Public criticizes closing of homeless programs at City Council hearing

Participants of the transitional housing programs at Southampton Street Shelter testify before City Council. / Photo by Alex Eng
Participants of the transitional housing programs at Southampton Street Shelter testify before City Council. / Photo by Alex Eng الخيارات الثنائية إشارات تجريبية مجانية By Alex Eng, deputy city editor

سوق الأسهم السعودية City officials, advocates for the homeless and homeless people criticized the city’s closing of two transitional housing and drug recovery programs at the Southampton Street Shelter during a City Council hearing Tuesday.

سعرجرام الذهب اليوم Project Stability, Opportunity, Achievement and Recovery (SOAR) and Safe Harbor, recovery programs for homeless people – including those who are HIV-positive, will be closed at the South End homeless shelter July 1. The closures are a result of the federal Department of Housing and Urban Development (HUD) shifting funding from transitional to permanent housing for homeless people, as The News previously reported. The programs’ current residents, some of whom sharply criticized the city’s decision at the hearing, will no longer have access to 40 bunk beds, which serve as emergency shelter beds, from 7 a.m. to 3 p.m.

انتقل إلى الموقع City Councilor and mayoral candidate Tito Jackson (D-7), who sponsored the hearing, criticized the timing of the Boston Public Health Commission’s (BPHC) decision to close the two programs. Although the BPHC members testified they had known about the federal funding cuts last spring, they informed the programs’ participants about the closings on March 9 of this year.

خيارات السماسرة الثنائية مقرها في الولايات المتحدة “The City of Boston pulled the rug out from under this group knowing with over a year of lead time that there was a crisis created by the BPHC,” Jackson said. “To hear again that the BPHC has created an artificial crisis for the most vulnerable people in the City of Boston really questions whether or not we’re living up to the mission of protecting the most vulnerable in Boston.”

إيزي فوركس The decision to close the programs rattled many who will have to face significant changes in their living situations, said Safe Harbor participant Edwin Torres.

وسطاء ثنائية الخيار الولايات المتحدة الأمريكية “Out of the 20 [Safe Harbor residents], since we received this news on such short notice, three relapsed and went back to jail,” Torres said. “Seven others have relapsed, been thrown out or left on their own. […] We already lost 10 people.” Torres and other testifying participants implored the city to keep the transitional programs running. اسعار السوق السعودي للاسهم “I’m an addict and a homeless person,” Torres said. “But at this most vulnerable time, if these programs are helping people, why are they closing its doors?”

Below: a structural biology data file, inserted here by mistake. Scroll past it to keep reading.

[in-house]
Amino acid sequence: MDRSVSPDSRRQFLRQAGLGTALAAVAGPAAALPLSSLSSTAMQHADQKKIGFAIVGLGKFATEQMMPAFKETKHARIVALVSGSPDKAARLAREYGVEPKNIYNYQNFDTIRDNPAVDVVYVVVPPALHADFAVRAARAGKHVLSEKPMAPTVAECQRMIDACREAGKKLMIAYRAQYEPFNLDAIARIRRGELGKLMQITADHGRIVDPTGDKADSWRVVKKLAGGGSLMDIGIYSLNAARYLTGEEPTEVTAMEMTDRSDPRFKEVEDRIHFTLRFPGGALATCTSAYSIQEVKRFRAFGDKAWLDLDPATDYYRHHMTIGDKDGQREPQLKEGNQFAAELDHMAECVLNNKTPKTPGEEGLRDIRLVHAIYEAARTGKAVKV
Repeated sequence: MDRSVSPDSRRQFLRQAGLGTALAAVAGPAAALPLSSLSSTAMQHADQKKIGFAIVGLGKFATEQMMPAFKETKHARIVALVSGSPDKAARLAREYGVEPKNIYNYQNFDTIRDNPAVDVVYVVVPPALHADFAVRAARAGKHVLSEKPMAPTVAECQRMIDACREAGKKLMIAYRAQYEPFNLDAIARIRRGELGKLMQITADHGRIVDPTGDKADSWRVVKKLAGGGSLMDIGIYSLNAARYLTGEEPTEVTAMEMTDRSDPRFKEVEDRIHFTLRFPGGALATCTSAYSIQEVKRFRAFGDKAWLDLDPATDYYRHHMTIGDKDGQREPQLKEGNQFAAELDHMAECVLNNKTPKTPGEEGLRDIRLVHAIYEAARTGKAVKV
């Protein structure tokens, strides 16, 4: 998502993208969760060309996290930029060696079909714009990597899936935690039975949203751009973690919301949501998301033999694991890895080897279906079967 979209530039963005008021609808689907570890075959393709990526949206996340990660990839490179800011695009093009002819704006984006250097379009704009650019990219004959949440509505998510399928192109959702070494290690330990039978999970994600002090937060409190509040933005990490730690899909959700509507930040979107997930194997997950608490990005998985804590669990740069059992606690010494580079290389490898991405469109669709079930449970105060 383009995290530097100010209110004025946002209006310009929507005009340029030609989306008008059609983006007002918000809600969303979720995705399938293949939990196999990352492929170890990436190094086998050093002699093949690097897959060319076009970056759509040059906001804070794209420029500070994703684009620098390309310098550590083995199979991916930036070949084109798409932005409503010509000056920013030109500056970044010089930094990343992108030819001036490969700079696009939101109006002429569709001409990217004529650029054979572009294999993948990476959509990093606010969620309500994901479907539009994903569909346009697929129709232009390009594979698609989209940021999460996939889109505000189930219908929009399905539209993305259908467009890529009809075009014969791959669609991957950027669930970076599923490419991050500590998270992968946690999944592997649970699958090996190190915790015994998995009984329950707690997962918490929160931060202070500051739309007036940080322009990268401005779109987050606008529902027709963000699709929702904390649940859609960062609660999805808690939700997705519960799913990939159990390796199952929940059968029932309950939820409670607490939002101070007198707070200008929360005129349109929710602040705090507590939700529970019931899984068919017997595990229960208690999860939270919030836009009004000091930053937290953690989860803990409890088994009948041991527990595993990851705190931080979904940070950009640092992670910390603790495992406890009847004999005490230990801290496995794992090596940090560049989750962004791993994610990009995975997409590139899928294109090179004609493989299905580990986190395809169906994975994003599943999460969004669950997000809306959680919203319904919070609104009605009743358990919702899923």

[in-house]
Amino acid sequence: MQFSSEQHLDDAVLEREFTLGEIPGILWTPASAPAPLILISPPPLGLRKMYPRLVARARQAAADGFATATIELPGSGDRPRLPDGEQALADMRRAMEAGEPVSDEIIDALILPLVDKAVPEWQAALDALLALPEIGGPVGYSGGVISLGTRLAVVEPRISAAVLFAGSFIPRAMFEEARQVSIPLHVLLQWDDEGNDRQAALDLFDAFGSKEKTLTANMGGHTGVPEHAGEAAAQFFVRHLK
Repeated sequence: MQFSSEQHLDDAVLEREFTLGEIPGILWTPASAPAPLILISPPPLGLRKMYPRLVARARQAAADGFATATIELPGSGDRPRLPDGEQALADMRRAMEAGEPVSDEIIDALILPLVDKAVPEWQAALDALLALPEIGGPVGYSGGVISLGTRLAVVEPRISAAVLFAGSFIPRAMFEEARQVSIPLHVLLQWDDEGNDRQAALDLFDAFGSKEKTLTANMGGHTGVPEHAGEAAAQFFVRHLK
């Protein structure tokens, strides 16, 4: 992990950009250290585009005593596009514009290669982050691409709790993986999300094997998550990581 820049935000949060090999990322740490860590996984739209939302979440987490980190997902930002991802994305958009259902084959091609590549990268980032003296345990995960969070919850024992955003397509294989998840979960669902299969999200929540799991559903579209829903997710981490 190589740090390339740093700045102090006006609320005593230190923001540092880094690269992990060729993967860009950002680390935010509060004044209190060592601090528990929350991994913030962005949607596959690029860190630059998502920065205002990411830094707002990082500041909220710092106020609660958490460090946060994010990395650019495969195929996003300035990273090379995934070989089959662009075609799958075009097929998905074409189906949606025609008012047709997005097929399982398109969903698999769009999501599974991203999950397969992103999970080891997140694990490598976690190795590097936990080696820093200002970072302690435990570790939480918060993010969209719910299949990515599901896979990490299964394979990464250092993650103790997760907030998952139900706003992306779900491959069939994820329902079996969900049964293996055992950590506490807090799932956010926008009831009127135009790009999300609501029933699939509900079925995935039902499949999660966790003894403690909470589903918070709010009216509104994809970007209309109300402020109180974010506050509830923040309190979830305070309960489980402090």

مزيد من المعلومات هنا BPHC Homeless Services Director Beth Grand said each resident would be rapidly re-housed following the program closings.

الخيارات الثنائية الحد الأدنى للإيداع 50 “We’ll be focusing on the rapid re-housing model, which brings guests from outside into permanent housing, cutting out the middle step,” Grand said. “This is a proven best practice, and it replaces the old way of staying in a housing program for two years while you become housing ready.”

اذهب Following HUD’s funding shifts, BPHC will adopt a housing-first model of providing permanent housing, financial assistance, job training and other services to homeless people rather than offering transitional housing as an intermediary waypoint. After July 1, each of the shelters’ former program participants will be eligible for up to $4,000 in financial assistance, as well as housing search and stabilization services, Grand said. The aid, however, would not cover the high costs of rent in Boston, Jackson said.

اكتشاف هنا “To toss people who are in this position into the market rate of [housing in] the City of Boston, I don’t believe is real transition,” Jackson said. “I don’t believe it really puts people in a position where they’re really not back in homelessness.”

كيف يمكنني ربح المال على الإنترنت Advocates for the homeless said the quick environmental shift would be dangerous for the programs’ participants, who require stable living conditions.

“Living in shelters or on the streets or other precarious situations is detrimental to HIV health and wellness,” said Morrigan Phillips, the Boston Living Center program director at housing nonprofit Victory Programs. “Stability means better engagement and care and better outcomes.”

Those who are HIV-positive may need more rest during the day, according to testifying participants, but the shelter beds will now be unavailable until evenings.

The shift could also harm recovering drug addicts by placing them “wet” living situations with access to drugs and without access to resources, said Boston Homeless Solidarity Committee spokesperson Cassie Hurd.

“There certainly isn’t adequate affordable housing stock for them to be rapidly re-housed […] even when they would have sought enrollment to the transitional recovery programs,” Hurd said. “There will be time when folks will be without the dedicated bed, supportive services and space that is necessary for many to remain healthy and maintain their recovery while waiting for housing, which is extremely dangerous.”

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